degrees like on the samsung or brother) making it capable of accepting
    thicker stock. the brother is unique in that they have a two part cartridge
    (toner separate from drum) making it much cheaper to add toner but arguable
    cheaper to buy a new model when the drum requires replacement. if you
    happen to need a fax, could see some benefit from a sheet feed scanner, and
    think that you might find some use for a copier, then i suggest that you
    look at the brother mfc-4800. it goes for under $200 and even though it is
    a relatively old model it is still and excellent value. it has the two part
    cartridge making toner replacement cost under $30 (2,200 pages). the drum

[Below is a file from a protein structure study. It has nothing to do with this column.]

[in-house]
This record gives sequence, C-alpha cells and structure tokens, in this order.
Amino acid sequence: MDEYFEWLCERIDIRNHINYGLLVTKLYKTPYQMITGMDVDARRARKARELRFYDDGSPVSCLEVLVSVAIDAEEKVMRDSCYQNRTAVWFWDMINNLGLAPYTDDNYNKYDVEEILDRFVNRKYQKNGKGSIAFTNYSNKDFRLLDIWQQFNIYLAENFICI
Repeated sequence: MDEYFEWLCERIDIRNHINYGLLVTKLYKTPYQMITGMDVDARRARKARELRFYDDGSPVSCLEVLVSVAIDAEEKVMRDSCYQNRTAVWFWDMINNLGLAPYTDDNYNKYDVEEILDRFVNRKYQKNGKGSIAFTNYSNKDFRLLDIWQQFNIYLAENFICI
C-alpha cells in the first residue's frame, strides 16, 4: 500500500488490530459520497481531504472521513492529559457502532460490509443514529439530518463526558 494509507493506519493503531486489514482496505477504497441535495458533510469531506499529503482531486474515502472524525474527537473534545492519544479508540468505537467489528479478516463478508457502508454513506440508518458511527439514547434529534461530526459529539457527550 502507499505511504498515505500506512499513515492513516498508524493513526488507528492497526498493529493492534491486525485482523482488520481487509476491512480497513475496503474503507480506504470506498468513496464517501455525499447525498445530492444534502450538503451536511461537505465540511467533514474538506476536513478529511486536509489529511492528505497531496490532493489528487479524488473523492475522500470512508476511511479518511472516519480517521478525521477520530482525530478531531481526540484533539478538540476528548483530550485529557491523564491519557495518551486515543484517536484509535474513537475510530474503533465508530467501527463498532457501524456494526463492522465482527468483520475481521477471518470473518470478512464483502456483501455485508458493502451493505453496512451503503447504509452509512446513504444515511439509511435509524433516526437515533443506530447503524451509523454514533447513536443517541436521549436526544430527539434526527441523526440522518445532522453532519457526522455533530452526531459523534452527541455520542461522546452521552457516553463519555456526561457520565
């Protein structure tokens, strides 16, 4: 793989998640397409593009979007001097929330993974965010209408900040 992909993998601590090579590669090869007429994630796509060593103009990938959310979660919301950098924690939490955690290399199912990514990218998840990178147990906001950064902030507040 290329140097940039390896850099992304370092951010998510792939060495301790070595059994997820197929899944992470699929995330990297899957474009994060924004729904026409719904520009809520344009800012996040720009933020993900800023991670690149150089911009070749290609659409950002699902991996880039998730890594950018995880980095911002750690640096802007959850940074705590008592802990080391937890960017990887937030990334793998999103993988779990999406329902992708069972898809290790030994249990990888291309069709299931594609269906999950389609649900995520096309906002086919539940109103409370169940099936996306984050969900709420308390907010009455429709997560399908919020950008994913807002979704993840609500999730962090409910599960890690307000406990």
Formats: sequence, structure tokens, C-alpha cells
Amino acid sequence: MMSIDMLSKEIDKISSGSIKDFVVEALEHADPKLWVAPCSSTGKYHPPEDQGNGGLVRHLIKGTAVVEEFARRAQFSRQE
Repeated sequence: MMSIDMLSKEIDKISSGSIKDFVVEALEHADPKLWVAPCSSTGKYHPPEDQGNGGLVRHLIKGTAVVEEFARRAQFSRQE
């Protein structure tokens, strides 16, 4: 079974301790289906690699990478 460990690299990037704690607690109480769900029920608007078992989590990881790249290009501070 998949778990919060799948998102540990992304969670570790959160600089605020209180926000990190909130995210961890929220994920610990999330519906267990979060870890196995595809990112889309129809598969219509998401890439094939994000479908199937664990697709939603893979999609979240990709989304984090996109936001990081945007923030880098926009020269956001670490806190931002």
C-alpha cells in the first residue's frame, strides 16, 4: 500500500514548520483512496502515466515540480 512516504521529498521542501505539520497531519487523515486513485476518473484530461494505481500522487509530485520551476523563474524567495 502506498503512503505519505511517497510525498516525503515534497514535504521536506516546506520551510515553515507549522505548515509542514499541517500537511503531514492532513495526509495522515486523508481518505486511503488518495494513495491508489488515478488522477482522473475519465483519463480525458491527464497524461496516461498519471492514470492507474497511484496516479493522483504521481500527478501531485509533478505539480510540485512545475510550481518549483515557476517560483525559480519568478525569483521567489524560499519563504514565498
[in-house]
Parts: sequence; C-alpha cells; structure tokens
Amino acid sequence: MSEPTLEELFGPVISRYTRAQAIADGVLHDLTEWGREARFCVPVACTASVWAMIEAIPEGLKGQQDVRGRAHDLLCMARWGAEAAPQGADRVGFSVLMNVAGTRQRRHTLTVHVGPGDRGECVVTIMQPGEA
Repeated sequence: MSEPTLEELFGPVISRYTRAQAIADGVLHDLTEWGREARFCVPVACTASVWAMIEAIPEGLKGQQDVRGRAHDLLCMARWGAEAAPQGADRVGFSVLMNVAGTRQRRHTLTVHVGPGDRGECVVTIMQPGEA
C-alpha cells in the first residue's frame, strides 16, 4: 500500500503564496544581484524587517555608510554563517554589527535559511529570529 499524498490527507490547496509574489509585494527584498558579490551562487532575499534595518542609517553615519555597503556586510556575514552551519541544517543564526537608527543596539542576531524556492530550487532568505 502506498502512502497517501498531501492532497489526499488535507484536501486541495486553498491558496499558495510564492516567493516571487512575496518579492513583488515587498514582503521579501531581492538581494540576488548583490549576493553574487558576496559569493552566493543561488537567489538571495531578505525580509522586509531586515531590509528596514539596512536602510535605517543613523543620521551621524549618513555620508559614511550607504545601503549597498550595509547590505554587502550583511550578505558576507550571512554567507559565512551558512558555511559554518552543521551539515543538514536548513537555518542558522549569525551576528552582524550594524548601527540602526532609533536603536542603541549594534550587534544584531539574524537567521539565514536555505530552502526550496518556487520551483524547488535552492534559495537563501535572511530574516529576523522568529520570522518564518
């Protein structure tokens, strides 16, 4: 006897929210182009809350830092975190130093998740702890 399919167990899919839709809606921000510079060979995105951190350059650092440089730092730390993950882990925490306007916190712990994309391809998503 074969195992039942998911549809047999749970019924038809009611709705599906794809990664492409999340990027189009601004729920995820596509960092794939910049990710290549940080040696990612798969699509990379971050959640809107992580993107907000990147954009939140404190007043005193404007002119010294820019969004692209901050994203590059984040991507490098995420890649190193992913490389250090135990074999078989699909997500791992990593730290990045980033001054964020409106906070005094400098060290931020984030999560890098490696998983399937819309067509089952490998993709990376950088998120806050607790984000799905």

(12,000 pages) however costs as much of the whole machine (with drum). as
    for printer only machines... the minolta 1350w is a great printer for an
    amazing price. the brother hl-1440 is also an amazing value but relatively
    larger than the others yet it does have the two part cartridge. the samsung
    ml-1740 is the best looking of the lot and compact but currently has an
    annoying rebate that allows it to compete with the others on price. the
    brother and the samsung have paper feed from a tray/drawer underneath they
    don't change in size when in use.

    good luck.


    "Ted Zieglar" <teddyz@notmail.com> wrote in message
    news:o46Od.2$K75.580759@news.sisna.com...
    > Thanks for your pov, Christopher.
    >
    > I'd like to pick up on what you wrote about the build quality of todays
    > ~$150 monochrome lasers. My 6L ($400 in 1997) is made almost entirely of
    > plastic parts held together by screws, yet it's managed to last for more
    > than 7 years. What is it about the current crop of printers that causes